Increased plasma D-lactic acid associated with impaired memory in rats
Physiology & Behavior, 101, 653–659.
Hanstock, T.L., Mallet, P.E. & Clayton, E.H.
published: 2010 | Research publication | Journal article
Abstract: Aim: D-lactic acidosis is associated with memory impairment in humans. Recent research indicates that D-lactic acid may inhibit the supply of energy from astrocytes to neurons involved with memory formation. However, little is known about the effects of increased hind-gut fermentation due to changes in diet on circulating lactic acid concentrations and memory. Method: Thirty-six male Wistar rats were fed three dietary treatments; a commercial rat and mouse chow, a soluble carbohydrate based diet or a fermentable carbohydrate based diet. Parameters estimating memory were examined by employing the object recognition test. Physical parameters of fermentation including hind-gut and plasma lactic acid concentrations were examined after sacrifice, either 3 or 21 h after feeding. Results: Increased fermentation in the hind-gut of rats, indicated by lower caecum pH, was associated with increased plasma L-lactic acid (r = -0.41, p = 0.020) and D-lactic acid (r = -0.33, p = 0.087). Memory, being able to discriminate between a familiar and a novel object during the object recognition test, was reduced with increasing plasma D-lactic acid (r = -0.51, p = 0.021). Conclusions: Memory impairment was associated with alterations in plasma D-lactic acid following the fermentation of carbohydrate in the hind-gut. Further work is still required to determine whether these effects are mediated centrally or via direct connections through the enteric nervous system.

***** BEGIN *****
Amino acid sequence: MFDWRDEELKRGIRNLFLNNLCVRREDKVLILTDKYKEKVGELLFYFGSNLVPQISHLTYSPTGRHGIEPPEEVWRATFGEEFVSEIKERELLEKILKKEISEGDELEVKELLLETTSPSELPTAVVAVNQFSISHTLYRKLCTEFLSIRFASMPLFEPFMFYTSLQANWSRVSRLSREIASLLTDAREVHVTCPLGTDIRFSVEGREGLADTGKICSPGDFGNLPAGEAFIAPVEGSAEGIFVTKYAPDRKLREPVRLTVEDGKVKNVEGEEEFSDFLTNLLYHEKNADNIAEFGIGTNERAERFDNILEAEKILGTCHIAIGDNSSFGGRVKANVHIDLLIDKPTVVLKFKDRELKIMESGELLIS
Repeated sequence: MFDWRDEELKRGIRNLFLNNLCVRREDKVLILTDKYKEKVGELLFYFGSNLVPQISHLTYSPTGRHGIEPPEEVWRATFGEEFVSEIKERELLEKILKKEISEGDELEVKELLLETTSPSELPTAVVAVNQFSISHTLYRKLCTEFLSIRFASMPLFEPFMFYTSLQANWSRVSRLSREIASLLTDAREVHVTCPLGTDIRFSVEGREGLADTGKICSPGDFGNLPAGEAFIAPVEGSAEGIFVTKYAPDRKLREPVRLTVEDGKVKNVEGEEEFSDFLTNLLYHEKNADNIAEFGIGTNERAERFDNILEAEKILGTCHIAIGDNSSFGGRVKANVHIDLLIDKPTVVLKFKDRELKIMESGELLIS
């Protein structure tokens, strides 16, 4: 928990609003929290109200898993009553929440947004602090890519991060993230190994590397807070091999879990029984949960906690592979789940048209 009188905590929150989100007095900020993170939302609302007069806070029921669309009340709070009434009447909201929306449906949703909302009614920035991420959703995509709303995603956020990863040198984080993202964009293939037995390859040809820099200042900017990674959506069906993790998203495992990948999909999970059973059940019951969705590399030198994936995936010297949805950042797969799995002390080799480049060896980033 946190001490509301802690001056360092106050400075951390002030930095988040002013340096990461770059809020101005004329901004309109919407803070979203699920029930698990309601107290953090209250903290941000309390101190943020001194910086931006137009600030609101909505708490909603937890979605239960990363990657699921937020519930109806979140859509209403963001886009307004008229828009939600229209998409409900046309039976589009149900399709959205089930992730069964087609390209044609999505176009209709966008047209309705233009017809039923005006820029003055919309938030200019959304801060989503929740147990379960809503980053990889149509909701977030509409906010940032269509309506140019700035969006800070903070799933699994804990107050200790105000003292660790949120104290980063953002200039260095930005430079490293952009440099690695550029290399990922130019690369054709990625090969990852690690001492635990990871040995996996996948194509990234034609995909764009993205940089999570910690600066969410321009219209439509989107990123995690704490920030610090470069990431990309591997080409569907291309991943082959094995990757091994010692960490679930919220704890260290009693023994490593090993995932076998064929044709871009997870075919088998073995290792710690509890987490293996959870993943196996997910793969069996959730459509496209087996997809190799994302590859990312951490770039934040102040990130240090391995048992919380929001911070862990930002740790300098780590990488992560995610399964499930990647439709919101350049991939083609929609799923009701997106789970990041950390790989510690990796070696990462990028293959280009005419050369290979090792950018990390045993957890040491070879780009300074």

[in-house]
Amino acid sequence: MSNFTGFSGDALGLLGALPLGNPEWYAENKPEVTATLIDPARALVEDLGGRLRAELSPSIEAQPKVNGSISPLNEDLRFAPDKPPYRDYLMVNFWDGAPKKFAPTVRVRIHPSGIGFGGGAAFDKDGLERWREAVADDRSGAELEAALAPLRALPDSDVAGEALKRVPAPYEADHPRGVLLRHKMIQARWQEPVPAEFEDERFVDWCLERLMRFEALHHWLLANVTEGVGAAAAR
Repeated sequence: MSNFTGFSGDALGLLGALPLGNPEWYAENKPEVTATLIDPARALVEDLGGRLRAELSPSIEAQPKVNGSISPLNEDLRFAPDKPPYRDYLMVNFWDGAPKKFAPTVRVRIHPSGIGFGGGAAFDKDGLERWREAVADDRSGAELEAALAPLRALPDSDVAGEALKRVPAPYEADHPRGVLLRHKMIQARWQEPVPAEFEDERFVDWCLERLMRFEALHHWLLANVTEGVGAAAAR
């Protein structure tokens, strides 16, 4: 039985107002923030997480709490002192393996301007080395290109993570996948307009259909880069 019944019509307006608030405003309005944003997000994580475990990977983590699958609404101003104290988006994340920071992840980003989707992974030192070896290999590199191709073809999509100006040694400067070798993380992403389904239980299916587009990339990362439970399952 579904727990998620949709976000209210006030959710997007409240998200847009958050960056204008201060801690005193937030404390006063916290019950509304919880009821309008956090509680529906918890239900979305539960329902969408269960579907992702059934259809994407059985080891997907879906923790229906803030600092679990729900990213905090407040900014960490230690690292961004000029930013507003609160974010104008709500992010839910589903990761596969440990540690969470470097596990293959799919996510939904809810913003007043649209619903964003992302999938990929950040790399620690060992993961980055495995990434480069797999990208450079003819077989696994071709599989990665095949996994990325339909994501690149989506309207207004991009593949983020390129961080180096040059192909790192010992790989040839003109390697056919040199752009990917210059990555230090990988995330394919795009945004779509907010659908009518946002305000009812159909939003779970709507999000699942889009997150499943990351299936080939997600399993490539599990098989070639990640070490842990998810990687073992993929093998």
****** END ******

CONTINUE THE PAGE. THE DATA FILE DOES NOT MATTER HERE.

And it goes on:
Download: PDF (231k) Hanstock_et_al_2010.pdf
revised Sep 11/10
View all Paul Mallet documents